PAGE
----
Keep having to remind myself to give a larger mental weight to pricing power for protecting downside

 

Interesting that some of these I wouldn't really consider to have that much pricing power as they are more like exchanges capturing a percentage of the value of running through a marketplace (GOOG/FB) where raising the % is probably difficult now so it's more like their revenue floats with a market.  Charging a % of value toll on a bridge is still a great business though

 

The most knowable pricing power co's are heavily weighted toward a pretty small part of final product cost SPGI/MCO, VRSN, V/MA, KO/KDP, UNP/NSC, MSFT, INTC, Booking

 

In addition to the aggregates names other natural monopolies due to transport costs would be cement (EXP/MCEM) or long lead time products (MGPI) or locked into long life designs (aerospace suppliers) or some semblance of customer switching costs (AXTA's refinish business)

 

It's kind of striking how much some aspects of these lists change over time... 20y ago IBM would have been top of mind and would have a lot more consumer packaged brands before online reviews killed a lot of their pricing power by easing new product discovery so much.

 

Any businesses that are understood to have terrible pricing power that are improving secularly now?  Thought airlines until recently.

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Posted (edited)
1 hour ago, pricingpower said:

20y ago IBM would have been top of mind and would have a lot more consumer packaged brands before online reviews killed a lot of their pricing power by easing new product discovery so much.

 

@pricingpower, I've also been thinking about loss in pricing power of consumer packaged brands because of online reviews. Because of this ease in product discovery, brands with pricing power today can quickly lose pricing power in the future.   

 

However, I am thinking for some specific categories, people might happily pay more even with access to reviews.  One such category might be food brands.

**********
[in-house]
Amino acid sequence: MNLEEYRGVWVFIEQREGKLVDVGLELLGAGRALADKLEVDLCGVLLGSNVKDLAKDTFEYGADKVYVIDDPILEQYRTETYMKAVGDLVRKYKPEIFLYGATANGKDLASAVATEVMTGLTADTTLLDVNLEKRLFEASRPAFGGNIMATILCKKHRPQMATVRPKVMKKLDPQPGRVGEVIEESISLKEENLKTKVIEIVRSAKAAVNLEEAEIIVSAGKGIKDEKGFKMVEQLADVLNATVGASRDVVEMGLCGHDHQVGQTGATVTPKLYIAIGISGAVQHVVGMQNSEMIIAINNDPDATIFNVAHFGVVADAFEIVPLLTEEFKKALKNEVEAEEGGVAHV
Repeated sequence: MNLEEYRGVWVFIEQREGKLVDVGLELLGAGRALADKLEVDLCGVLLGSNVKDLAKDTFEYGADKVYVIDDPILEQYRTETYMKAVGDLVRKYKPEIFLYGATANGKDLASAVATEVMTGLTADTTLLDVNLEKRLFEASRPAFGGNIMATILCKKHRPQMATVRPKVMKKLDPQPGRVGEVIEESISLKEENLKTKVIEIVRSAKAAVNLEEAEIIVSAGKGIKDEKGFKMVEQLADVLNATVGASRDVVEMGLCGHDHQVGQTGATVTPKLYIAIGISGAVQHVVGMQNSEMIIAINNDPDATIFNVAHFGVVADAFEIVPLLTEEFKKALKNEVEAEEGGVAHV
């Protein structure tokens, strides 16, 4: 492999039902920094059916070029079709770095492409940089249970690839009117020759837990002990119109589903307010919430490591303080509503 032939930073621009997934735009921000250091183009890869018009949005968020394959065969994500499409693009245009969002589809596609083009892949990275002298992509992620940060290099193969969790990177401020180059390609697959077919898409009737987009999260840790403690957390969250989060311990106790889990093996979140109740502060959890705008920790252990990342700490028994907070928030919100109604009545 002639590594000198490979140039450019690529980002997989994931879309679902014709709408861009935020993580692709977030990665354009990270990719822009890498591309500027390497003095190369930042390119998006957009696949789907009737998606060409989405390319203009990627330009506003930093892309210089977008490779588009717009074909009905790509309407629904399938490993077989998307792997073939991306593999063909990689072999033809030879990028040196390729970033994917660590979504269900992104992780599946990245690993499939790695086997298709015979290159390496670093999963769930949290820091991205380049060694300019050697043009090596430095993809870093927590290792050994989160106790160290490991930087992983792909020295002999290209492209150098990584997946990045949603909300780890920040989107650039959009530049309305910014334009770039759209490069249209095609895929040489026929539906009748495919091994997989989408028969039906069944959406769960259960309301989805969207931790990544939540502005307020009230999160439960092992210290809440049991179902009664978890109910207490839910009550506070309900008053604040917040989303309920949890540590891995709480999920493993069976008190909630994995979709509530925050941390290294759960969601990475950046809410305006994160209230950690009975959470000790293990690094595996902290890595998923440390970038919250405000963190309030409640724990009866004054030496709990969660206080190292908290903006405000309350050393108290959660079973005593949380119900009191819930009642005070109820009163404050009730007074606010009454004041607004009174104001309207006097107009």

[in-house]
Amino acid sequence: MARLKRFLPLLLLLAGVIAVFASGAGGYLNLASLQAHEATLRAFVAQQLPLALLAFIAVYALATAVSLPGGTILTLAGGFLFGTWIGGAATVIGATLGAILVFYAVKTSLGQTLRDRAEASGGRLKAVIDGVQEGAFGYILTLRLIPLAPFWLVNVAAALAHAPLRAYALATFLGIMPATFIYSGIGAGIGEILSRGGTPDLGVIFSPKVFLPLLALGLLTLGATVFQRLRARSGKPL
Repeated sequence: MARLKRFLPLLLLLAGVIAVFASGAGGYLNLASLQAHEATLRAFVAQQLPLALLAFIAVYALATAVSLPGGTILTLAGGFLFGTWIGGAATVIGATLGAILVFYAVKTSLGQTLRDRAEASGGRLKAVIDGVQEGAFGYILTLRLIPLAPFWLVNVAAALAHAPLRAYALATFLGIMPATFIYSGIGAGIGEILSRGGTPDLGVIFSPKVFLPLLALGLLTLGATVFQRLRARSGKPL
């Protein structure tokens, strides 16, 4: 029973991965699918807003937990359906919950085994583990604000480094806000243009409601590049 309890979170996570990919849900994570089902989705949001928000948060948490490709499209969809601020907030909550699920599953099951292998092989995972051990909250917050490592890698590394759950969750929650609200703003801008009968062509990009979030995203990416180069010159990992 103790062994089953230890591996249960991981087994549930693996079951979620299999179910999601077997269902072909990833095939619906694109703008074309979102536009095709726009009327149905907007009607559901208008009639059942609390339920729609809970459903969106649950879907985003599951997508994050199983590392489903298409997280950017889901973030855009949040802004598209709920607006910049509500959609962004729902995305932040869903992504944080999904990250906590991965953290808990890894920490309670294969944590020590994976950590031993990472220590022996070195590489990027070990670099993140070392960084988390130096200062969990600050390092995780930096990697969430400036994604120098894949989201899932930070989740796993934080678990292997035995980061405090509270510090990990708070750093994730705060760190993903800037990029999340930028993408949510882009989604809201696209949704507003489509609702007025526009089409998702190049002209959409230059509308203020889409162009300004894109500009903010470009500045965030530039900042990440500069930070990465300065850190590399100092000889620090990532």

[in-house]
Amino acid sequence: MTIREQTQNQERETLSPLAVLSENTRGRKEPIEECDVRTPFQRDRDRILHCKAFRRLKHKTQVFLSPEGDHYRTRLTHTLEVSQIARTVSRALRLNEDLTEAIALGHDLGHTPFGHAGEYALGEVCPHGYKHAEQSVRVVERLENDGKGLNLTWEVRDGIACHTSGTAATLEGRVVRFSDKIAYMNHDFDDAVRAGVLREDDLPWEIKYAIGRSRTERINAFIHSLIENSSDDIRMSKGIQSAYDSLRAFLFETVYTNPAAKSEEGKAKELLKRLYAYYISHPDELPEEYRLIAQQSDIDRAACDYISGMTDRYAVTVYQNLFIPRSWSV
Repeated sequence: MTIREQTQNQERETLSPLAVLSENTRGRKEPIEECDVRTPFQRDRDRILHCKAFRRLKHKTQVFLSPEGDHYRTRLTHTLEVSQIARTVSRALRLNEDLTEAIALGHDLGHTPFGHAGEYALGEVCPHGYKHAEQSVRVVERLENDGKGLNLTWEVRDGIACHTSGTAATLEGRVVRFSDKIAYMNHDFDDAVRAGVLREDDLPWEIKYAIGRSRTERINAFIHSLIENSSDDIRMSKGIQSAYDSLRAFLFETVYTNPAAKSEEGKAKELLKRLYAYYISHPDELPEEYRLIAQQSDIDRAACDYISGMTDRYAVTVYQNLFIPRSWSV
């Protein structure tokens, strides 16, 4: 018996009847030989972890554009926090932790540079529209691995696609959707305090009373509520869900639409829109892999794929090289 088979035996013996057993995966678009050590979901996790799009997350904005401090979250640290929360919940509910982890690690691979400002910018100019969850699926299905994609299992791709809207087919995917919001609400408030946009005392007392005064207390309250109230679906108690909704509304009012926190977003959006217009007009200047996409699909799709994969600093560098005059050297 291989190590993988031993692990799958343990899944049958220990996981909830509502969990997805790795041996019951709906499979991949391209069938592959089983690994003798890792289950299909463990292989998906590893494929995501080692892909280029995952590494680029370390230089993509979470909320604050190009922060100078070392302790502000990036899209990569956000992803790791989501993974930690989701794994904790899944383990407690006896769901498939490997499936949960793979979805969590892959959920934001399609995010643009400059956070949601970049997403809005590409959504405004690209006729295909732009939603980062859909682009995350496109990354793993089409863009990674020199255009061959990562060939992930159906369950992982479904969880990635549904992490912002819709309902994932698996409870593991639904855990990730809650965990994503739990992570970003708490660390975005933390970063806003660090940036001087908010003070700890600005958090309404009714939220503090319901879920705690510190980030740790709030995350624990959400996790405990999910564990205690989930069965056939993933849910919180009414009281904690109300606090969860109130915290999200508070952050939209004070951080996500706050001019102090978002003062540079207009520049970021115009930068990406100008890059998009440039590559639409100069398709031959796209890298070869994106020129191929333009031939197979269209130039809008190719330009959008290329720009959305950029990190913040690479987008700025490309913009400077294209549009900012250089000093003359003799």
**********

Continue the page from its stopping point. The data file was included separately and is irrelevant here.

However, packaged food brands have lost their pricing power due to another reason, i.e. retailers have consolidated market share and can squeeze these packaged food brands with their monopsony power. 

 

However, what about food brands owned by such retailers, where the food brand stands for quality not for cheap price?  For example, what do folks think about Kroger? 

 

How much can Kroger raise prices before consumers start looking at competition?  Munger was a big fan of Tesco because Tesco had a lot of its own brands with pricing power, but Tesco then lost market share to Aldi & Lidl.  Here, I wonder if Kroger will still eventually lose market share to Trader Joe's & Amazon Fresh on the high-end, and Aldi & Lidl on the low-end, especially if Kroger tried to exercise pricing power, even during inflationary times? 

 

Edited by LearningMachine
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@LearningMachine agree with you on the foods bit, but not so much in terms of the stores. Just personally, I used to shop at Tescos when I lived in London, but that was partially due to it being the closest grocer to me. I think the food products itself may be more valuable. I mean just thinking about the ice cream category - Ben & Jerry's has a tremendous following, if they were to increase their prices by 20c, would it really change peoples buying habits? How often they could increase prices is a question because there will be some demand elasticity, but certainly upmarket brands in the food space should be able to do so.

 

Has anyone considered NFLX in this category? I dont know if they can repeatedly increase prices year on year, but certainly looking at the prices all the other streaming services are now asking for, NFLX is value for money.

 

 

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10 hours ago, ANP301191 said:

@LearningMachine agree with you on the foods bit, but not so much in terms of the stores. Just personally, I used to shop at Tescos when I lived in London, but that was partially due to it being the closest grocer to me. I think the food products itself may be more valuable. I mean just thinking about the ice cream category - Ben & Jerry's has a tremendous following, if they were to increase their prices by 20c, would it really change peoples buying habits? How often they could increase prices is a question because there will be some demand elasticity, but certainly upmarket brands in the food space should be able to do so.